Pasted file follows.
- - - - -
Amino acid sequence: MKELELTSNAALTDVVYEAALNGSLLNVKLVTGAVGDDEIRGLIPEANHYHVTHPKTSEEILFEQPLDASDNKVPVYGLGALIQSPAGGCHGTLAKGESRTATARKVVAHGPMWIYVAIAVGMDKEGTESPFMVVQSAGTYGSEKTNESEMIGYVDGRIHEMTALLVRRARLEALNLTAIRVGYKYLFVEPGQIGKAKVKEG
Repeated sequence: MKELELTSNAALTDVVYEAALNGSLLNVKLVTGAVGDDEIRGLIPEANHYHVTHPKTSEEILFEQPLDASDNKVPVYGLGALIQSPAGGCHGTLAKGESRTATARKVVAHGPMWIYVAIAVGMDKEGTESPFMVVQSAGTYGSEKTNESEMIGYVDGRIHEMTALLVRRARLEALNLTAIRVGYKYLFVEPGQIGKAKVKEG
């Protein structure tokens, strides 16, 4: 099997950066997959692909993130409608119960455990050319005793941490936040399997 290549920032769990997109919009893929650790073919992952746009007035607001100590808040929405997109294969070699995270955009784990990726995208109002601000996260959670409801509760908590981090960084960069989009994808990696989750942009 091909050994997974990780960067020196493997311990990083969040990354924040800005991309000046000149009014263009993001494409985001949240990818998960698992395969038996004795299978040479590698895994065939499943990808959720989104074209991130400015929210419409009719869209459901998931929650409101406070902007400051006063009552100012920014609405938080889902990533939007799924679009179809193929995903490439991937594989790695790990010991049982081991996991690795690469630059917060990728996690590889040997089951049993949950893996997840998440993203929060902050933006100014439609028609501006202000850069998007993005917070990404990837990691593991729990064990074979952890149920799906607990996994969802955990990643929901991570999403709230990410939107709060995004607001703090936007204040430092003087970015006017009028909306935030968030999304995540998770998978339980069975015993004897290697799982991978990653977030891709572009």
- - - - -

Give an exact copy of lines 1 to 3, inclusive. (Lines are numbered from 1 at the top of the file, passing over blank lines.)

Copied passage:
Amino acid sequence: MKELELTSNAALTDVVYEAALNGSLLNVKLVTGAVGDDEIRGLIPEANHYHVTHPKTSEEILFEQPLDASDNKVPVYGLGALIQSPAGGCHGTLAKGESRTATARKVVAHGPMWIYVAIAVGMDKEGTESPFMVVQSAGTYGSEKTNESEMIGYVDGRIHEMTALLVRRARLEALNLTAIRVGYKYLFVEPGQIGKAKVKEG
Repeated sequence: MKELELTSNAALTDVVYEAALNGSLLNVKLVTGAVGDDEIRGLIPEANHYHVTHPKTSEEILFEQPLDASDNKVPVYGLGALIQSPAGGCHGTLAKGESRTATARKVVAHGPMWIYVAIAVGMDKEGTESPFMVVQSAGTYGSEKTNESEMIGYVDGRIHEMTALLVRRARLEALNLTAIRVGYKYLFVEPGQIGKAKVKEG
């Protein structure tokens, strides 16, 4: 099997950066997959692909993130409608119960455990050319005793941490936040399997 290549920032769990997109919009893929650790073919992952746009007035607001100590808040929405997109294969070699995270955009784990990726995208109002601000996260959670409801509760908590981090960084960069989009994808990696989750942009 091909050994997974990780960067020196493997311990990083969040990354924040800005991309000046000149009014263009993001494409985001949240990818998960698992395969038996004795299978040479590698895994065939499943990808959720989104074209991130400015929210419409009719869209459901998931929650409101406070902007400051006063009552100012920014609405938080889902990533939007799924679009179809193929995903490439991937594989790695790990010991049982081991996991690795690469630059917060990728996690590889040997089951049993949950893996997840998440993203929060902050933006100014439609028609501006202000850069998007993005917070990404990837990691593991729990064990074979952890149920799906607990996994969802955990990643929901991570999403709230990410939107709060995004607001703090936007204040430092003087970015006017009028909306935030968030999304995540998770998978339980069975015993004897290697799982991978990653977030891709572009």